My question is regarding eavesdropping. A client machine (Computer A) communicates with 2 servers (X and Y). The aim of the attacker is to gather the data sent to both servers. If an attacker wants to eavesdrop on both the connections (A - X and A - Y), I suspect he or she would most likely install a sniffer on Computer A. What other patterns of intercepting network data should our organization watch for?
You're correct: Installing monitoring software on the client system (Computer A in your example) is the easiest way to gather all of the information the attacker is seeking. However, there are several other ways this sort of information collection could take place. First, it would be possible to gather the same information by installing monitoring software on both of the servers. Second, the same information could be gathered by sniffing the network connection. Is the network between the client and servers entirely under your control? All of the network devices between the systems should also be considered as possible eavesdropping points.
How can these attacks be prevented? Protecting against monitoring software is a function of endpoint security: Be sure you know what devices are present on your network and that you carefully control the software that is installed on them. You can protect against network-based eavesdropping attacks by using encryption. For example, if the connection between the client and server is Web-based, use HTTPS-encrypted connections to prevent an eavesdropper from reading the content of the communication.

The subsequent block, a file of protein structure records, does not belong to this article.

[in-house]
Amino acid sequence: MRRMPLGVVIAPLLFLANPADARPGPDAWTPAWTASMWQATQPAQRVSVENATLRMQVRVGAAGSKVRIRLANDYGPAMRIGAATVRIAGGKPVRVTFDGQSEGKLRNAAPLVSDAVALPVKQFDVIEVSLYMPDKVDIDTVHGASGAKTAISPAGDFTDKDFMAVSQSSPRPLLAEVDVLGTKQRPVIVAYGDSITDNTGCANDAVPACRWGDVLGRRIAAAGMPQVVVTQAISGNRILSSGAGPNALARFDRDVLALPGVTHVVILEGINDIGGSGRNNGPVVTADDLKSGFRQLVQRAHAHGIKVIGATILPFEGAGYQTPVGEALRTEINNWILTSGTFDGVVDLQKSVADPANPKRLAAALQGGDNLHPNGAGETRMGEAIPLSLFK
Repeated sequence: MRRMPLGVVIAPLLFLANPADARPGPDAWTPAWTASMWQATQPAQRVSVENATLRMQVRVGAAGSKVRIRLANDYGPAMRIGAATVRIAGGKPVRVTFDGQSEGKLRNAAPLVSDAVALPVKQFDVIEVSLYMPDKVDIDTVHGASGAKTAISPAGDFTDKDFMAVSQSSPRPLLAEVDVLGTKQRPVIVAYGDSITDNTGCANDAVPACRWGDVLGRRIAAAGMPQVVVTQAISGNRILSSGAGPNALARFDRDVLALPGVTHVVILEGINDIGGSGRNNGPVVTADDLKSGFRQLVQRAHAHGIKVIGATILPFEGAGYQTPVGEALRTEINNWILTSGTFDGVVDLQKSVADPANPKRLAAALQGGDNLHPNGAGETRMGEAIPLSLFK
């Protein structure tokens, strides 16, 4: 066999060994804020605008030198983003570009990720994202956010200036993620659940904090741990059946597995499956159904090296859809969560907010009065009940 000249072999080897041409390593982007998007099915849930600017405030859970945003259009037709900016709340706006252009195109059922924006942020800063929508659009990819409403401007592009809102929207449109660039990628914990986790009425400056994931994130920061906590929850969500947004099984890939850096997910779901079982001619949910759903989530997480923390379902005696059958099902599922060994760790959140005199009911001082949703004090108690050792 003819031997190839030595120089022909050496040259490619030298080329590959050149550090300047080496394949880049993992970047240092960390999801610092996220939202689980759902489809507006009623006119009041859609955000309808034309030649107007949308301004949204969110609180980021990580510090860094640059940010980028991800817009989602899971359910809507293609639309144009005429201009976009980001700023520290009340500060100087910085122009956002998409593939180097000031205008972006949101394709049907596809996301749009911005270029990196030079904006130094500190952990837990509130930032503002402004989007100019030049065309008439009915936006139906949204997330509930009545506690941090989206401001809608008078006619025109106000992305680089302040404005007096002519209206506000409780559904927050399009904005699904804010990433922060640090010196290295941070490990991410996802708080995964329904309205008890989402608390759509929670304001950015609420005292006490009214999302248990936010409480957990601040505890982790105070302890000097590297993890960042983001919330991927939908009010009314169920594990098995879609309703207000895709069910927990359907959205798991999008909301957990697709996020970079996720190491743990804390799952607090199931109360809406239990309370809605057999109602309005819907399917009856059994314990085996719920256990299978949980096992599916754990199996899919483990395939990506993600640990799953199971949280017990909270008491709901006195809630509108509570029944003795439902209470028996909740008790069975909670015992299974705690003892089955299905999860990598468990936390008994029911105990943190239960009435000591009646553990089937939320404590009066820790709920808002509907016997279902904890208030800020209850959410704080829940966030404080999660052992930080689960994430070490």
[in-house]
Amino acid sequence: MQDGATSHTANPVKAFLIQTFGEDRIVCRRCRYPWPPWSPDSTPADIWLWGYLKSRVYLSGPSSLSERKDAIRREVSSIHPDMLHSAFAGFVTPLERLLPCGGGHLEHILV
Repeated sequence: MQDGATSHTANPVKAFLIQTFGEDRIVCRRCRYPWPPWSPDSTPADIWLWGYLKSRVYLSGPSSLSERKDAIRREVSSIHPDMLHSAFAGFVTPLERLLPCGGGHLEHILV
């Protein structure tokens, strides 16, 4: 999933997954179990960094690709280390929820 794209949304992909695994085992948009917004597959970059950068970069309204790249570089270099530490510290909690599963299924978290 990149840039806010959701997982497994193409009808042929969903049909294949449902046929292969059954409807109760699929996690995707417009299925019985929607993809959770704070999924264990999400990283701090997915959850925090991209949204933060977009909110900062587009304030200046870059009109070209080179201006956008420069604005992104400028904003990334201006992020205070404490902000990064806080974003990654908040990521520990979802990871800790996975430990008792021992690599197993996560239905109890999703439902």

- Should software be used to monitor networks for blogging activity? Read more.
- Learn how to prevent eavesdropping on mobile devices in this expert response.
Dig Deeper on Real-time network monitoring and forensics
Related Q&A from Mike Chapple
Choosing to encrypt confidential data with AES or DES encryption is an important cybersecurity matter. Learn about the important differences between ... Continue Reading
It's not possible to eradicate the risk of DoS attacks, but there are steps infosec pros can take to reduce their impact. Mike Chapple shares ... Continue Reading
The HHS OCR ruled that healthcare ransomware attacks are HIPAA violations, so these covered entities need to react according to the HHS's guidance. ... Continue Reading